They are too Young

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In most cases, children should not be tried as adults, but in the circumstances of a very severe crime it would be acceptable to try them as an adult. A child’s brain is not fully developed like an adult’s brain is; therefore they do not make as well thought out, mature decisions. It would not be fair to punish a child in the same degree of an adult because an adult has a mature brain and children do not think about the entire situation and the consequences of their actions. A child should be tried as a child and sent to a juvenile detention center where they would receive rehabilitation. In rehabilitation, they would learn that what they did was wrong and how to reform their behavior and prevent such incidents in the future. However, in some cases, the child has done a crime so extreme that rehab will most likely not even help them. In these cases, it is suitable to put them on trial as an adult and send them to an adult prison. The danger of sending a child to an adult prison is that they are mixed in with horrible criminals and they risk becoming more dangerous than they were before they were sentenced. If the child is given a life sentence though, putting them in such an environment would be acceptable so that they would get the full consequence of their action.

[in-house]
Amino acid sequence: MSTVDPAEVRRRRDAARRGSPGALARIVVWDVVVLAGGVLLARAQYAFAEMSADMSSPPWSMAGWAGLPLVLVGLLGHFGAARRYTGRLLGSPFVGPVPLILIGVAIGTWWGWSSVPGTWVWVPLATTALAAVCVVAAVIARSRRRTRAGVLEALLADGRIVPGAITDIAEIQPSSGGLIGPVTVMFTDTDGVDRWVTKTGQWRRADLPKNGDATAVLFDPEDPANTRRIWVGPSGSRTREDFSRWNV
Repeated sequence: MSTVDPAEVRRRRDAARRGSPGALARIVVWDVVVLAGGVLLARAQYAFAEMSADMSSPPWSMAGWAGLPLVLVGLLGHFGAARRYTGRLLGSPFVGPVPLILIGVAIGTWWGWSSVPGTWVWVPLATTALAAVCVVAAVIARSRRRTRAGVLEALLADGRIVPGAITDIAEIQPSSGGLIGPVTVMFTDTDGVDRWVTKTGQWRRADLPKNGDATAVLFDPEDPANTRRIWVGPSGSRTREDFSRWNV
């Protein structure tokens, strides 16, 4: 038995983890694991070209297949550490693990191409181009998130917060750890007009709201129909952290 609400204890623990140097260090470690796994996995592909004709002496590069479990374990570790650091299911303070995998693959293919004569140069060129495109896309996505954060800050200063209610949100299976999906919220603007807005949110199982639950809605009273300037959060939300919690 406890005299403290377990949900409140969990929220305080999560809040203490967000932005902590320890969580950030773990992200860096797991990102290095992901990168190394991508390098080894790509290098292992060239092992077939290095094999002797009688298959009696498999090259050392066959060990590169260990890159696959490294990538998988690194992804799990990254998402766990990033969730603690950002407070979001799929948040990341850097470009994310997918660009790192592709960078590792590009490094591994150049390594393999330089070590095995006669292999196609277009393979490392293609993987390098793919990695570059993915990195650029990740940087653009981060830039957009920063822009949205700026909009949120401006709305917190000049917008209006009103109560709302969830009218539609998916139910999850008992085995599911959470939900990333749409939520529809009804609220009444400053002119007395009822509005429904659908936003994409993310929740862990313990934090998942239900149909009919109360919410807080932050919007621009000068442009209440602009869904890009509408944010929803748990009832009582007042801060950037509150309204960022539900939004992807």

It is argued that all child cases should be tried as adult cases regardless of the severity of the crime. They do not learn from their mistakes if they are not given the full, equal punishment to that of which an adult would receive. But if a child is put in such a horrible environment as a prison, they do not learn how to cope with the situation they were put in and they risk becoming more dangerous than they ever were in the first place. People are worried that the rehabilitation in juvenile detentions are ineffective, but if a child is put in a completely not nurturing environment such a s a prison, how is that any more helpful? It would only put them around many criminals and they would never be taught how to cope with the situation they were originally presented with and they risk becoming more dangerous than they originally were. People who have this view believe that the family only receives justice from the child being sent to prison. If the child is sent to juvenile detention for the same amount of time that they would be sentenced to if in an adult prison, is not it the same? The only difference is that in the prison they are in a harsher environment, but they will never learn how to prevent future occurrences.





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